Jamaican vibes and arroz con leche

We’ve been in our new house for about 6 months now and I finally feel like my kitchen groove is coming back.  You know when you move and there’s a period where you don’t have your bearings about you — which drawer is your favourite ladle in?  Where is your 1/2 cup dry measure?  AGH.  But I’m comin’ back, baby.  Today we went out to get some groceries today we ended up at our favourite international shop.  They have EVERYTHING.  And among that everything was callaloo!  We had callaloo in Jamaica and really liked it.  Well, I like any greens, really…but I found the preparation of callaloo in Ital style to be super delicious.  So of course we had to get it and make it, and we made curried TVP to go with it because it’s such a staple at all the Ital/Rasta places we’ve eaten at.  And brown rice.

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I made the callaloo per the instructions here and here’s what we did for the TVP:

  • 3 cups dried TVP chunks
  • 1 tbsp coconut oil
  • 2 cloves garlic, minced
  • 1 carrot, sliced
  • 1 medium onion, diced
  • 1/4 scotch bonnet pepper, deseeded and finely diced (or leave out if you’re heat averse!)
  • 2 stalks green onion, sliced
  • 1/3 cup water
  • 1/2 can coconut milk
  • 1 tsp gravy browning
  • 2 tbsp Jamaican curry powder
  • 1 tsp dried thyme
  • salt and pepper to taste

Put some water to a boil, get your TVP in a large bowl and pour boiling water over the TVP until well covered.  Let sit for 10 minutes, or until TVP is softened.  Drain and set aside.

Heat the coconut oil in a large pot over medium heat.  Add your garlic first, get it to a nice blonde colour (30 seconds), then add your onions and carrots.  Stir to coat in the oil, and cook for 5 minutes (add a splash of water as necessary to deglaze if things are sticking).  Add in your soaked TVP, green onion, water, coconut milk, scotch bonnet, browning, thyme, curry powder and salt.  Stir everything up, pop the lid on, and let it cook down to a nice thick sauce, about 10 to 15 minutes.  Season to taste and serve with brown rice and callaloo on the side.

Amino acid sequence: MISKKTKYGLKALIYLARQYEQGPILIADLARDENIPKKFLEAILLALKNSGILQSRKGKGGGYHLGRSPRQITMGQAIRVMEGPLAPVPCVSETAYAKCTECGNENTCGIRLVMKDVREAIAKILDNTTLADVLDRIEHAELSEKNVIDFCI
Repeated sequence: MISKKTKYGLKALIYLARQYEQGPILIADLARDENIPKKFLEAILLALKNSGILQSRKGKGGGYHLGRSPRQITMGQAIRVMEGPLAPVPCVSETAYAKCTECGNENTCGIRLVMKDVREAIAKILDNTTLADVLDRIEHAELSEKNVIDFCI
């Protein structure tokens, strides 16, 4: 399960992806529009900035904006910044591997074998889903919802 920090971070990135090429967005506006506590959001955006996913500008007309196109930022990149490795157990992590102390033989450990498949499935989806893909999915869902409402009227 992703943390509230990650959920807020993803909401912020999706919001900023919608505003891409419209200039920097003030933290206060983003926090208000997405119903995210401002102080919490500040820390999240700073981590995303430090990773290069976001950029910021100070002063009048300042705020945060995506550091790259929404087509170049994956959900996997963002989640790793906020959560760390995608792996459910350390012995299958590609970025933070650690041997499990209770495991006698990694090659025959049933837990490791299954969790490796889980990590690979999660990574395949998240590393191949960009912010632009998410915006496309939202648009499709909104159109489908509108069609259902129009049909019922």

I also had a hankering for some arroz con leche which is just a Mexican rice pudding with cinnamon.  I made it in my rice cooker using this recipe and replaced the milk with soy milk.

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Now I’m stuffed, sleepy, and happy I’m getting my culinary groove back.

Watch this space.

Ethiopian party!

The first time we went for Ethiopian several years ago, I really wasn’t sure what to expect.  It’s a damn shame that Ethiopian food/culture/music doesn’t get more visibility because it’s all so awesome!  The food has quickly become one of my favourites and I’m super pleased that I was able to help my friend Kittee from Cake Maker to the Stars test recipes during the creation of her new book, Teff Love.  It’s been released now; mine just came in the mail on Friday and I’m already digging in.

We are fortunate that the closest restaurant to us—literally, like a 2 minute walk—is an Ethiopian place.  We go there for their DELICIOUS vegan platter (suuuper cheap too) often, and they sell injera (the spongy, sourdough flatbread that you scoop up your food with) by the bag.  So, it’s ridiculously easy for us to buy a bag and whip up a spontaneous Ethiopian feast.  Lucky, I know.  It’s a part of why I’m so attached to living in our neighbourhood!

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Clockwise, we’ve got ye’tikil gomen be’karot (ginger-garlic cabbage and carrots), ye’kaysir atakilt (beet salad), ye’dubba alicha (roasted butternut in a spicy sauce) and ye’misser wot be’timatim (red lentils).

Bonus: these recipes utilize super cheap ingredients (lentils, cabbage, beets, squash!) and make a tonne so we have meals for days.

– Crystal

Le Creamsicle

Continuing on my theme of recreating Aux Vivres dishes…my favourite smoothie there is le creamsicle!  It tastes just like its namesake.  The menu says it’s made of coconut milk, orange juice, carrot juice, dates, vanilla…so I set to work and think I pretty much nailed it.  I think they add ice to theirs to make it more frosty, but I liked it as a juice consistency.